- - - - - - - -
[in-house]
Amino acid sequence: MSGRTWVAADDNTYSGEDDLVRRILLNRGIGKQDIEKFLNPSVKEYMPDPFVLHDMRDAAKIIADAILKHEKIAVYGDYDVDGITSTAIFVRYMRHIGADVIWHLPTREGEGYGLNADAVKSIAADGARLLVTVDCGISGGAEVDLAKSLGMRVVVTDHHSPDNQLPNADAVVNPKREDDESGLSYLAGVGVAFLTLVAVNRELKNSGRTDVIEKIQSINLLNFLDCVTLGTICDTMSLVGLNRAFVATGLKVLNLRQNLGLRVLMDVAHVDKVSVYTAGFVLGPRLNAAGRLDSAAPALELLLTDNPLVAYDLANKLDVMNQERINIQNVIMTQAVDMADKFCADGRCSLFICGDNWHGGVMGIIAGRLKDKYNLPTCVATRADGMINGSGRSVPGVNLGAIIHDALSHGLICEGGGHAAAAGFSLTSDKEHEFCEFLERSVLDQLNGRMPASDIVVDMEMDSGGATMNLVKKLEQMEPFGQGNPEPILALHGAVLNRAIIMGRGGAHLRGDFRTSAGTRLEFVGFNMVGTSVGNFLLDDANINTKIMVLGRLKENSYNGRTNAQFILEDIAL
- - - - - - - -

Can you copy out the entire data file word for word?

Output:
[in-house]
Amino acid sequence: MSGRTWVAADDNTYSGEDDLVRRILLNRGIGKQDIEKFLNPSVKEYMPDPFVLHDMRDAAKIIADAILKHEKIAVYGDYDVDGITSTAIFVRYMRHIGADVIWHLPTREGEGYGLNADAVKSIAADGARLLVTVDCGISGGAEVDLAKSLGMRVVVTDHHSPDNQLPNADAVVNPKREDDESGLSYLAGVGVAFLTLVAVNRELKNSGRTDVIEKIQSINLLNFLDCVTLGTICDTMSLVGLNRAFVATGLKVLNLRQNLGLRVLMDVAHVDKVSVYTAGFVLGPRLNAAGRLDSAAPALELLLTDNPLVAYDLANKLDVMNQERINIQNVIMTQAVDMADKFCADGRCSLFICGDNWHGGVMGIIAGRLKDKYNLPTCVATRADGMINGSGRSVPGVNLGAIIHDALSHGLICEGGGHAAAAGFSLTSDKEHEFCEFLERSVLDQLNGRMPASDIVVDMEMDSGGATMNLVKKLEQMEPFGQGNPEPILALHGAVLNRAIIMGRGGAHLRGDFRTSAGTRLEFVGFNMVGTSVGNFLLDDANINTKIMVLGRLKENSYNGRTNAQFILEDIAL